PASTOR MICHA ONDO BILE, Minister for Foreign Affairs and International Cooperation and Francophonie of Equatorial Guinea, said his country was taking part in the Assembly’s session with “high optimism” for a progressive solution to problems facing humanity and, in particular, Africa. The 1990s had seen various initiatives to encourage sustainable development, promoted through conferences and world summits whose results were being evaluated, as seen in the recent review of the Millennium Development Goals. There was no point in taking the same actions and expecting different results. The Secretary-General’s report showed that the number of hungry people had increased and that the environment had been degraded. Terrorism, organized and cross-border crime and piracy had contributed to the acute economic crisis which continued to affect the international community. All of those challenges pointed to the need for greater awareness, as well as coordinated international action.
He said the international community needed to concentrate its efforts, energy and resources towards the promotion and maintenance of peace and security in the world, which would result in a healthier environment. Also, there was need for active cooperation and greater efforts in working to eliminate nuclear weapons and in the fight against terrorism and international organized crime. To that end, he pledged his country’s commitment to working side by side with the rest of the international community in promoting a sense of participation among nations and a world where the reform of the Security Council allowed for better decision-making, which reflected the will and interests of each country and region of the world regardless of their size.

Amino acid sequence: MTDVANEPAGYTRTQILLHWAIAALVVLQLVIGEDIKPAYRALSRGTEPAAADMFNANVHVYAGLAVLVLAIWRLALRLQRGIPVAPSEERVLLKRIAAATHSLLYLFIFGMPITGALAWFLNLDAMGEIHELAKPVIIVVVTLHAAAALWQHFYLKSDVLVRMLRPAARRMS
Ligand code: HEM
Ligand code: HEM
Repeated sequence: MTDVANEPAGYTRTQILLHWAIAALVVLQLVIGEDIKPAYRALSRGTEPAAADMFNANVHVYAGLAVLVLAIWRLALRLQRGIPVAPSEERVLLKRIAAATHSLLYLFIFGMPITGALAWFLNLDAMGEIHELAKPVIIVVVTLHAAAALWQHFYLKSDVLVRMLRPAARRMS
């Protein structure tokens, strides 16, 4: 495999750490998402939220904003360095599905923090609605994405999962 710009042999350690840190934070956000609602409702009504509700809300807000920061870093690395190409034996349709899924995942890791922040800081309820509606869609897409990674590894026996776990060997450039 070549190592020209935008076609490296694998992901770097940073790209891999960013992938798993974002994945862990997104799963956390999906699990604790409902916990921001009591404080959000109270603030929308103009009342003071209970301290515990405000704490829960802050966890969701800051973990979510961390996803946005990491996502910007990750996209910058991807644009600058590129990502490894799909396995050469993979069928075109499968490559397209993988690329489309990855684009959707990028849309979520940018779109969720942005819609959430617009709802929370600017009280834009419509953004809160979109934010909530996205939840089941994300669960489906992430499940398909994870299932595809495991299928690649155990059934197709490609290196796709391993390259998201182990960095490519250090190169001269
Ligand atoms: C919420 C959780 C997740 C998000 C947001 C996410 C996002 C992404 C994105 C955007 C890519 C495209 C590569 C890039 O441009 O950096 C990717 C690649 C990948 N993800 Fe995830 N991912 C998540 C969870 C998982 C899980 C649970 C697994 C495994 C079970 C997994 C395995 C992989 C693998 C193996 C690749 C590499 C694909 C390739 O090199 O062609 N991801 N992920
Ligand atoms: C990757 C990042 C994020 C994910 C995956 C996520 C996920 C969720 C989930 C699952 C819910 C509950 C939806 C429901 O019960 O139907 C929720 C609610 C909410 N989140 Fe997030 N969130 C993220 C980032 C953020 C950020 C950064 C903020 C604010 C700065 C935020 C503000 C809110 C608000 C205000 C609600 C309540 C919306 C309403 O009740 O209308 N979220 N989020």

Continuing, he called for the immediate implementation without further delay of the awarding of the International UNESCO-Obiang Nguema Mbasogo Prize for the investigation of life sciences in accordance with decision 180 EX/57, which had been adopted unanimously by all members of the UNESCO Executive Council in October 2008. The Prize had been created following a proposal by Equatorial Guinea to the UNESCO General Conference, but was “still being blocked simply for being the initiative of an African leader”, he said.